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Summary:

Apple is considering offering AirPlay video streaming to third-party device manufacturers via licensing, Bloomberg reports. It’s an idea that could provide a lot more presence for Apple in the living room, but also potentially cost the Apple TV its tentative foothold there.

airplay

Apple is considering offering AirPlay video streaming to third-party device manufacturers via licensing, Bloomberg reports. It’s an idea that could provide a greater presence for Apple in the living room, but also potentially cost the Apple TV its tentative foothold there.

Bloomberg cites “two people familiar with the project” as describing a new plan Apple is considering whereby it would license AirPlay to makers of televisions, receivers and other consumer electronics that allow for video playback. Currently, AirPlay tech is available for licensed use, but only for audio streaming, as in the Denon receiver Geoffrey recently checked out. Adding the ability to stream video would mean users could potentially stream content from their iOS devices or iTunes libraries directly to their TV or home entertainment setup, without the need for an Apple TV or tethered iOS device to act as a receiver.

Were the deal to go through, it could potentially allow Apple to expand its living room presence. Apple so far hasn’t been able to succeed with digital video distribution the way it has with online music sales, and a recent study found it trailing the industry leader Netflix by a wide margin. Part of that gap has to do with how Netflix is available on such a wide selection of devices, including Internet-connected televisions, home gaming consoles, computers, mobile devices and even Apple TV. Licensing AirPlay video streaming would unlock it from the confines of Apple’s own products, allowing it to begin to compete with Netflix in terms of consumer platform choice.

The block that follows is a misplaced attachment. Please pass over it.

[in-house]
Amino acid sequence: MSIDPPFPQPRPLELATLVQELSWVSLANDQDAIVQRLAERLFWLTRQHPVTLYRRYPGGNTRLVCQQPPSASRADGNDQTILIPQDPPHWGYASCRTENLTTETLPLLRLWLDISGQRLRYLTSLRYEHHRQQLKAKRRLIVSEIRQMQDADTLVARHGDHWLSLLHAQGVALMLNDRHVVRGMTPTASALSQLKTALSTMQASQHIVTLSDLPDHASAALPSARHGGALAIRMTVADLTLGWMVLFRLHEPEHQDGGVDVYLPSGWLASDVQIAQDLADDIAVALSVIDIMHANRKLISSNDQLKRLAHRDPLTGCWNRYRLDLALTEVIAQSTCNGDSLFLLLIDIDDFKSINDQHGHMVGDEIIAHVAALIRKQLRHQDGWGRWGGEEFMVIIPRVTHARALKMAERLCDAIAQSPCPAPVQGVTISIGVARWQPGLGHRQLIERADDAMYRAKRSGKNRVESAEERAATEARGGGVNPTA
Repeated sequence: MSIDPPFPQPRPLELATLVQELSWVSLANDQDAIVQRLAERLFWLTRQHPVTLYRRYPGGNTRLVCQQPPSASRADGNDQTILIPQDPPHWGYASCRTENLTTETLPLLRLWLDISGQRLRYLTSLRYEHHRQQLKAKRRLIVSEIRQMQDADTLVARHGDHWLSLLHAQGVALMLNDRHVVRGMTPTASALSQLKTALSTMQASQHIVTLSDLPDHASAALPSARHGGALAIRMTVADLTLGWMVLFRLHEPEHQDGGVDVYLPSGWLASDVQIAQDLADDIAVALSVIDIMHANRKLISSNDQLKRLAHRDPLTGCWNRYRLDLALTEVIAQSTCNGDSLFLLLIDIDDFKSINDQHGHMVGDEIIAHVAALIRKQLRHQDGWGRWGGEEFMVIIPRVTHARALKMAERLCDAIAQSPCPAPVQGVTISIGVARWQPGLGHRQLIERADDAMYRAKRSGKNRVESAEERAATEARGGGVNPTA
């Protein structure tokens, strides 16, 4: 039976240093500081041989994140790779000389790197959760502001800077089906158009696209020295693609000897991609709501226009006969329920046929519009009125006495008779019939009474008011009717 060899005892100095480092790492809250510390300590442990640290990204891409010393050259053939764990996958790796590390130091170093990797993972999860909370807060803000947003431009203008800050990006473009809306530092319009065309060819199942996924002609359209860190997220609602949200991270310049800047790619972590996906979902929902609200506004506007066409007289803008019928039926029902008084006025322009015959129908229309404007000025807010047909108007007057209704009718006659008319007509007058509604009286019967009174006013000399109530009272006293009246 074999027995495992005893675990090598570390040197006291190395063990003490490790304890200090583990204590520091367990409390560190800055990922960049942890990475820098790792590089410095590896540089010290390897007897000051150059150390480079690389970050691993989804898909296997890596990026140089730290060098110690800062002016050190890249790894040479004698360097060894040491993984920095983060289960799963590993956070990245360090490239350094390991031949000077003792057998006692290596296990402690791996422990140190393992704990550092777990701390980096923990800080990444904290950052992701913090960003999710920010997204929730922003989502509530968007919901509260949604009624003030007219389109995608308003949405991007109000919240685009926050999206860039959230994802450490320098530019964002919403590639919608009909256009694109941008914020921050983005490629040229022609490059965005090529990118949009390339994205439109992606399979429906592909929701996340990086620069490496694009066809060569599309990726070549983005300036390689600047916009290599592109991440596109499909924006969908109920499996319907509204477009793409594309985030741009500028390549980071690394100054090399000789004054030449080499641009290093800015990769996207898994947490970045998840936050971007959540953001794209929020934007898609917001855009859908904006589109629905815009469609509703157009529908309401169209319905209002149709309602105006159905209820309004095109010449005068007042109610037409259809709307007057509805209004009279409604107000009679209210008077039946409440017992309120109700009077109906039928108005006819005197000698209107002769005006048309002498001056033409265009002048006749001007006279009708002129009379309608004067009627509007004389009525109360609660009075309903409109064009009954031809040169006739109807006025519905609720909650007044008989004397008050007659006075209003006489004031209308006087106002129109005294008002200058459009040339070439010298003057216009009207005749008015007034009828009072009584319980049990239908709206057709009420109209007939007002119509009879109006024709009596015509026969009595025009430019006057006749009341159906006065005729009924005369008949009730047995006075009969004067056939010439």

Greater availability of AirPlay devices would also better leverage the impressive iOS user base Apple has managed to accumulate. Right now, AirPlay is really only a value-added feature if you have an entire ecosystem of Apple products. If you only own one iPhone or an iPad, there’s very little that AirPlay brings to the table. Licensing would heighten the value of AirPlay as a selling feature for all iOS devices.

Of course, the trade-off is that consumers would have one less reason to buy Apple TV. Right now, much of the appeal of the device comes from just two of its features. First, it’s a great Netflix client. Second, it works flawlessly and without much effort for users who want to stream video from iOS device to TV. Sales would almost certainly fall if Apple made AirPlay more available from other sources.

But that could be a loss Apple is willing to accept. At last known count, the Apple TV had sold just over a million units in late December. It’s a good number, especially when compared to the sales of its predecessor, but by no means is the Apple TV the sales star that the iPhone or iPad is, and Apple hasn’t seen fit to crow about any other sales milestones for the device since, which isn’t a great sign regarding its fortunes. If the Apple TV dies but in exchange, Apple gains a broader foothold in the living room that it can use as leverage in negotiations with film and television content providers, it might be a worthwhile bargain for the Mac-maker.

What do you think? Would “AirPlay Video-enabled” stickers on TVs and home theatre receivers affect your buying decision? Does the Apple TV have legs without AirPlay exclusivity?

  1. There is no way on this earth that a Jobs-run Apple is EVER going to let its stuff run on someone else’s hardware. That opportunity was there when the company was struggling, and he’s not going to Never. Ever. Ever.

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    1. Unless they finally realized that the best strategy to capture market share is a strategy like the one used by Android and Windows, and not by keeping the tech all for themselves.